The film, like the series, is notable for the array of celebrity guest stars that appear as fictional versions of themselves. Throughout the series these included Ben Stiller, Kate Winslet, Samuel L. Jackson, Patrick Stewart, Orlando Bloom, Daniel Radcliffe, Chris Martin, Robert De Niro and David Bowie.
8. The League of Gentleman’s Apocalypse (Bendelack, 2005)
Inspired by: The League of Gentleman (1999 – 2002; written by Jeremy Dyson, Mark Gatiss, Steve Pemberton, Reece Shearsmith)
Like Spaced, The League of Gentleman was a television show that celebrated the macabre, this time transporting the urban squalor of Simon Pegg and Edgar Wright’s brilliant series to the green hills and Derbyshire stone houses of a parochial northern English village. Not shying away from the creator’s influences, The League of Gentlemen focused on an array of strange characters as the show wallowed in homage to Hammer Horror, classic characters like Frankenstein and Dracula, the work of horror fiction writers such as Stephen King and James Herbert, and well-known films such as the The Shining. The series was notable for creator’s Reese Shearsmith, Mark Gatiss and Steve Pemberton playing all the principle characters which included both men and women.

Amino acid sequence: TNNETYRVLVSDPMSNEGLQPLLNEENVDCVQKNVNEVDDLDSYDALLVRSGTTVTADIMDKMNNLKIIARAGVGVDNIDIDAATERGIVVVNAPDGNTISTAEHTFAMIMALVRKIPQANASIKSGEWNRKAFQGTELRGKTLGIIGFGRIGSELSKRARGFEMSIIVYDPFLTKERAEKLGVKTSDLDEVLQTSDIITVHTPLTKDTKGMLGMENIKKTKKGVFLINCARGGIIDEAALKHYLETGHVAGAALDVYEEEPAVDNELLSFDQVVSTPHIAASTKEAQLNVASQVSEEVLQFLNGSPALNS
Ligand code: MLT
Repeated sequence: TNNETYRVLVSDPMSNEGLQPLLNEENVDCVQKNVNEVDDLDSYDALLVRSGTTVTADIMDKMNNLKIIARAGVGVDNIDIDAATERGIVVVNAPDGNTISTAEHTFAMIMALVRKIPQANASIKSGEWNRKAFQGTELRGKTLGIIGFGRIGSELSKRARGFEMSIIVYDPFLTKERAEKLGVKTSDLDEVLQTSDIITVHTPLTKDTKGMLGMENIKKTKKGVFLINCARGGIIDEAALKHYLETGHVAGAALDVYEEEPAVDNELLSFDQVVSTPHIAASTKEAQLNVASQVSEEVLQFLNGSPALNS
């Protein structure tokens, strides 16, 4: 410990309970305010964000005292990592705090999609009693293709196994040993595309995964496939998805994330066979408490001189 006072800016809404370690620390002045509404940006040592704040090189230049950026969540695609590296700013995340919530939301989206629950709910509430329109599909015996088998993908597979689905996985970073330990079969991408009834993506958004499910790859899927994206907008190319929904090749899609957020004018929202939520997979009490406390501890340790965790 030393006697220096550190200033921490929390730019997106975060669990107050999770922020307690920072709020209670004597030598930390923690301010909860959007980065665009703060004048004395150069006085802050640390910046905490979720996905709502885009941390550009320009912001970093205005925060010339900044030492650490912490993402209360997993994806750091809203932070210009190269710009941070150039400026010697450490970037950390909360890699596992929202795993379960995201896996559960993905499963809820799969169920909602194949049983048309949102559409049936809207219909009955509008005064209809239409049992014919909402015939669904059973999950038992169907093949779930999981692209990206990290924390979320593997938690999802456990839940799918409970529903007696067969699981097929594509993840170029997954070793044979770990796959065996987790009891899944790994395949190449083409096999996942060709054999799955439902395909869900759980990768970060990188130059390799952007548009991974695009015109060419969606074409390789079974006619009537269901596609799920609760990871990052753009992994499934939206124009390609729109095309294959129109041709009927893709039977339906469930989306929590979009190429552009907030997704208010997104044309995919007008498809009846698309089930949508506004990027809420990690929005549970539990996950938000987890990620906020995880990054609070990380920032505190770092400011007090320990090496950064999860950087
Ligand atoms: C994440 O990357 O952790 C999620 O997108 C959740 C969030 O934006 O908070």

The big-screen outing for The League saw them take their self-referential humour further. The film follows fictionalised versions of the actors as they are stalked and kidnapped by their own characters in the real world after the show’s creators decide to stop making episodes.
7. Wallace and Gromit: The Curse of the Were-Rabbit (Park/Box, 2005)
Inspired by: Wallace and Gromit (1989 – 2008; written by Bob Baker, Nick Park)
The instantly lovable pairing of well-meaning inventor Wallace and his trusty canine and best friend Gromit arrived on UK television screens for the first time in 1989. Creator Nick Park envisioned a world made entirely of plasticine as Wallace (voiced by equally lovable Londoner Peter Sallis) whisked audiences away on several misadventures in four short films. The wonderful friendship between the films two main characters is so charming you can’t help but be overcome by their joyous camaraderie. Significantly, since Gromit never speaks and only communicates through gestures, the brilliant writing of Nick Park and Bob Baker comes to the fore.
The 2005 feature film saw the disaster-prone twosome coming to the saviour of the local village after a mutated rabbit starts eating all the crops before the annual vegetable competition. The wholesome, sweet-natured tale is both funny and stylishly made. The film won the Academy Award for Best Animated Feature.
6. Dad’s Army (Cohen, 1971)
Inspired by: Dad’s Army (1968 – 1977; written by Jimmy Perry and David Croft)
Dad’s Army, running from 1968 to 1977, followed the misadventures of a bunch of Home Guard recruits during World War II. Based partly on creator Jimmy Perry’s real-life experiences in the Home Guard as a teenager, the show followed the exploits of a group of soldiers led by the pompous but well-meaning Captain George Mainwaring played by Arthur Lowe.